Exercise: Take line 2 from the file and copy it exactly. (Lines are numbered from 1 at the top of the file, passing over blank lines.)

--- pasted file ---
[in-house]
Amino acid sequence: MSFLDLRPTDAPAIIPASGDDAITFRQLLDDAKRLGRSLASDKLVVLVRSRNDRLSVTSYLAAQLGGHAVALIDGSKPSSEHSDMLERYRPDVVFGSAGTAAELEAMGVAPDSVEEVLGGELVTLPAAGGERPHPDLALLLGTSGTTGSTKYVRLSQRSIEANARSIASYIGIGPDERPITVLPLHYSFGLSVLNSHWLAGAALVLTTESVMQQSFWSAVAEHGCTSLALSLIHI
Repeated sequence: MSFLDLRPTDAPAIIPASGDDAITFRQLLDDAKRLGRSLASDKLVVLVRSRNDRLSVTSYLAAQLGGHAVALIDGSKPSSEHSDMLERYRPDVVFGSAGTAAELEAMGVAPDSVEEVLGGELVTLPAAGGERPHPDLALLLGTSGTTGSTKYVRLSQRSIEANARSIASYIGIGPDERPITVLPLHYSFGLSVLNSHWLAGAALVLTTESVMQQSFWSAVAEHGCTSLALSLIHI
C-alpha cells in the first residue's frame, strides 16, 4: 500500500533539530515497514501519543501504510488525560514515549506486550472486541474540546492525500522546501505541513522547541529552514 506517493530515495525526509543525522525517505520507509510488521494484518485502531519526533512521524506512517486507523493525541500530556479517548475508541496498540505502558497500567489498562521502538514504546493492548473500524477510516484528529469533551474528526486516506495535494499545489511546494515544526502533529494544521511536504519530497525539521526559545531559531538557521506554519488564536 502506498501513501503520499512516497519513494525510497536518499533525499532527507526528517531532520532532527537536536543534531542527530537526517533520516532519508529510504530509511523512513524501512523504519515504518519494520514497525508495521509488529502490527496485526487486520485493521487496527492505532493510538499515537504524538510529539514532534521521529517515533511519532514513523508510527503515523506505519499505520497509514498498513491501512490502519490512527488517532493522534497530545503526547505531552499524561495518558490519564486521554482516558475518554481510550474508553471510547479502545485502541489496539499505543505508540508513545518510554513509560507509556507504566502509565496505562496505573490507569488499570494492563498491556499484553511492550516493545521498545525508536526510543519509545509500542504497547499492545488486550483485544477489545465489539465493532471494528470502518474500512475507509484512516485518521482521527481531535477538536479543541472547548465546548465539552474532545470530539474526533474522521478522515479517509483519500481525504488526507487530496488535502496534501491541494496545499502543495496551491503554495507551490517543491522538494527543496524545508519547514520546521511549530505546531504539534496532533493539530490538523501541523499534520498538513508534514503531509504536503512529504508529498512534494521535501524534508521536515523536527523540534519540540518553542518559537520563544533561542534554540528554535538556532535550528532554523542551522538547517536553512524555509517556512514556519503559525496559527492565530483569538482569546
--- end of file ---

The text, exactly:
Amino acid sequence: MSFLDLRPTDAPAIIPASGDDAITFRQLLDDAKRLGRSLASDKLVVLVRSRNDRLSVTSYLAAQLGGHAVALIDGSKPSSEHSDMLERYRPDVVFGSAGTAAELEAMGVAPDSVEEVLGGELVTLPAAGGERPHPDLALLLGTSGTTGSTKYVRLSQRSIEANARSIASYIGIGPDERPITVLPLHYSFGLSVLNSHWLAGAALVLTTESVMQQSFWSAVAEHGCTSLALSLIHI